Although dogs are the favorite pets of Americans in the U.S., they are capable of causing serious injury, maiming, and death. The following are common types of dog bite injuries:
- Muscle tears
- Loss of tissue
- Broken bones
- Crushing injuries
- Facial scarring
In addition to visible injuries, victims of dog attacks often suffer from post-traumatic stress disorder or PTSD.
Small dogs can bite and cause pain, but there is a lot of difference between an attack by a small dog and an attack by, for instance, the most dangerous dog in the nation, the pit bull. The jaws of a small dog can’t do a lot of harm. Victims can simply pick up a small dog, to gain control, if it’s a single dog doing the biting. Pit bulls, on the other hand, are potentially extremely dangerous. A person in the U.S. has been killed by a pit bull every two weeks, on average, since January of 2014. Pit bulls have powerful jaws and incredible tenacity which causes them to bite down on a victim, hold, and shake. The dogs won’t let go of their victims easily.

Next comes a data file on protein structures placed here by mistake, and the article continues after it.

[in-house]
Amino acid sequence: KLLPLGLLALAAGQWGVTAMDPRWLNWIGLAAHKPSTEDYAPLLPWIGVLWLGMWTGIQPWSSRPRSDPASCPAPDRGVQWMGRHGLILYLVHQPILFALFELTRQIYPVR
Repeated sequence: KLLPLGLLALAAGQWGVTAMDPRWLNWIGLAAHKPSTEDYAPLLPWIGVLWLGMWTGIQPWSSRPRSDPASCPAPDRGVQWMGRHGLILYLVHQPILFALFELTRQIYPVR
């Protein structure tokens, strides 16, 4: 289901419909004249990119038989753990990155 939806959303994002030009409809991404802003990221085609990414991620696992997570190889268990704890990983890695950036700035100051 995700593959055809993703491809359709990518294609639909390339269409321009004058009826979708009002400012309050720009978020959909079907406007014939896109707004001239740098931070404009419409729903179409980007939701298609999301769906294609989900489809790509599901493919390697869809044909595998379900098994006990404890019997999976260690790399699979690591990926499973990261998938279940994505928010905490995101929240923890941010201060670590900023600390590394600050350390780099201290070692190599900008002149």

Between a small dog breed that can do little harm and the most dangerous dog, there is a huge population of dogs that only bite as a natural response, such as if they are anxious, afraid, or guarding their perceived territory. It would promote safety for everyone to be aware of how frequently dog bites occur and to become familiar with strategies to avoid being bitten.
Tags: Allstate,American Bulldog,Black Lab,Doberman Pinscher,Dog,Dog attack,Dog breed,Pit bull,Rottweiler,United States
Friday, April 15th, 2016
In a Nutley, New Jersey, neighborhood on Saturday night, a pit bull got loose from his owner and viciously attacked an 11-month-old toddler in her stroller. It was already dark outside, and the child’s parents didn’t see the attack coming. Suddenly the dog ran up and latched onto the toddler’s leg. The baby’s and mother’s screams reportedly brought almost the entire neighborhood outside. Neighbors quickly ran to their aid, though it wasn’t easy to get the pit bull to let go of the child. Neighbors wrapped a tourniquet around the leg. The child was quickly transported by ambulance to a nearby hospital. She required more than 70 stitches on her leg. Reportedly, fixing her injuries will require extensive plastic surgery.
There are obviously many dog attacks that the victim won’t see coming. If there is an opportunity to evaluate a situation with a potentially dangerous dog, it helps to understand a few things about dog body language. The following are signs that a dog is in an aggressive state:
- The tail is stiffened.
- The body looks tense, as opposed to relaxed.
- The ears and/or head may be pulled back.
- The whites of the dog’s eyes are showing.
- The dog will hold an intense stare.